CLPHA’s Education Working Group hosts a webinar including presentations on efforts from the Chicago Housing Authority to work with residents on pursuing postsecondary opportunities, as well as an update from HUD’s Office of Policy Development & Research on data collection around tracking and inc
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Research
Community:
Dec 12, 2018
Three Ohio community colleges have successfully adapted the City University of New York’s innovative Accelerated Study in Associate Programs (ASAP), according to findings released today at Lorain County Community College in Elyria, Ohio.

Authored by: MDRC
Topics: Cost effectiveness, Low-income, Post-secondary, Youth
Shared by Mica O'Brien on Dec 12, 2018

Ohio Programs Based on CUNY's Accelerated Study in Associate Programs (ASAP) More Than Double Graduation Rates

Research
Dec 12, 2018
MDRC
Three Ohio community colleges have successfully adapted the City University of New York’s innovative Accelerated Study in Associate Programs (ASAP), according to findings released today at Lorain County Community College in Elyria, Ohio.
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News Article
Community:
Dec 10, 2018
As state and federal officials increasingly search for ways to curb rising health care costs, a decades-old idea is gaining traction: helping people with challenges that have nothing to do with medical care but everything to do with their health.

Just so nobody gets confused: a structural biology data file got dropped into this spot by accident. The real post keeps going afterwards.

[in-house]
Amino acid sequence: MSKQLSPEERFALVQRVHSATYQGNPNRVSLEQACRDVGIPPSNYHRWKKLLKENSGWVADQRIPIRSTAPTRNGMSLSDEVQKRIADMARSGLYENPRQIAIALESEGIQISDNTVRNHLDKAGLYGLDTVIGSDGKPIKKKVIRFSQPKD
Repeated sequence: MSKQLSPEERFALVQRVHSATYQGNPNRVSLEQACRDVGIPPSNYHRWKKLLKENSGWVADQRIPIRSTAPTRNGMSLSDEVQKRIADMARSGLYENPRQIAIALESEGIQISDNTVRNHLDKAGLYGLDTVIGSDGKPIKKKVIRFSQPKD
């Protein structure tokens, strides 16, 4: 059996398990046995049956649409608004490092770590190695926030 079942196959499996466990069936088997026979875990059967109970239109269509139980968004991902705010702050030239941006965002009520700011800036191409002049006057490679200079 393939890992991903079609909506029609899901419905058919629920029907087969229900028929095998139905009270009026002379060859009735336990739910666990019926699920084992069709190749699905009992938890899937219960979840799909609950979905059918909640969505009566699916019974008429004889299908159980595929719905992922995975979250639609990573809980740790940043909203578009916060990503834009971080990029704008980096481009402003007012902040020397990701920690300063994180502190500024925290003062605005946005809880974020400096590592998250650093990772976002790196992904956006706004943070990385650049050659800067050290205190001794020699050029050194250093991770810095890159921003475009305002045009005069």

Authored by: Misty Williams for Roll Call
Topics: Cost effectiveness, Food insecurity, Health, Homelessness, Housing, Low-income, Medicaid / Medicare, Nutrition, Partnerships, Preventative care, Stability, Transportation
Shared by Mica O'Brien on Dec 10, 2018
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Report
Community:
May 1, 2018
The Enhanced Transitional Jobs Demonstration (ETJD), funded by the Employment and Training Administration of the U.S. Department of Labor, tested seven transitional jobs programs that targeted people recently released from prison or low-income parents who had fallen behind in child support payments.

Authored by: MDRC, OPRE, and Employment and Training Demonstration
Topics: Asset building, Cost effectiveness, Criminal justice, Legislation & Policy, Low-income, Research, Stability, Workforce development, Youth
Shared by Mica O'Brien on Nov 19, 2018
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Research
Community:
Nov 7, 2018
Does a screening requirement for homeless families seeking shelter create unintended costs? In 2012, Massachusetts passed a law requiring homeless families seeking shelter to prove that they had recently stayed somewhere not meant for human habitation. Hospital emergency department discharge paperwork can provide such proof. This study explored the trends of emergency department use for shelter by homeless youth before and after the eligibility criteria was passed into law and to measure the financial impact it had on the health care system. Researchers conducted a retrospective analysis of deidentified medical records of homeless children and young adults from birth to age 21 seeking shelter at a pediatric emergency department in Boston from 12 months before the eligibility rule to four years after the rule went into effect. They analyzed the number of visits, length of stay, insurance claims, and hospital charges before and after the policy change. Researchers found a significant increase in emergency department use for homelessness after the policy change. The results indicate that policymakers should consider the potential unintended health care costs of shelter eligibility policies and identify housing strategies that can prevent emergency department visits by families experiencing homelessness.